We note that public and private initiatives are increasingly integrating food concerns. They are increasingly focused on relocating production and the food circuit, to meet the quantitative and nutritional needs of the inhabitants, while respecting social-environmental balances.
A method for creating urban agriculture spaces in Eco-Districts has been developed through working groups and the monitoring of operations carried out in Eco-Districts with various specificities. Indeed, there is no standard approach: it must be adapted to the context and to the needs.
Urban Agriculture and Eco-Districts (in French)
Developing nature in the city
Faced with the climate issue, cities must absolutely be reconsidered to reconcile sustainable development and habitat. The presence of nature, of green spaces, provides many services:
Improvement of the living environment and health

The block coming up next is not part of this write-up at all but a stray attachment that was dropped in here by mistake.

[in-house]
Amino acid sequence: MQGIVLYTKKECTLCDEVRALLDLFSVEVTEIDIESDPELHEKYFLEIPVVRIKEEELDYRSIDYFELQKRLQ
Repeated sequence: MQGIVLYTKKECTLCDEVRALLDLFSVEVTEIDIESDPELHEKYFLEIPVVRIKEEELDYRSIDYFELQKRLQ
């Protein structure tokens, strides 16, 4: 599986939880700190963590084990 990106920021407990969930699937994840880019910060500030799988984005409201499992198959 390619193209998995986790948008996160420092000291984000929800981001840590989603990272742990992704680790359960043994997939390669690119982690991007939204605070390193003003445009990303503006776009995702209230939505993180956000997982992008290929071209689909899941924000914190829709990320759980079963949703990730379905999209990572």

Reduction of heat islands
Run-off reduction and storm water management
Protection of biodiversity
Reduction of soil artificialisation and sealing
The concept of ecosystem allows these spaces to be considered by integrating their functions and the various ecosystem services provided.
These initiatives represent an opportunity to involve citizens in the creation, management and/or running of these spaces. A guide drawn up from feedback presents several nature projects in the city, in various contexts, in which citizens have played a role.
A series of "Nature in the City" sheets presents methods and procedures for integrating these natural spaces, in particular wetlands, into urban development projects.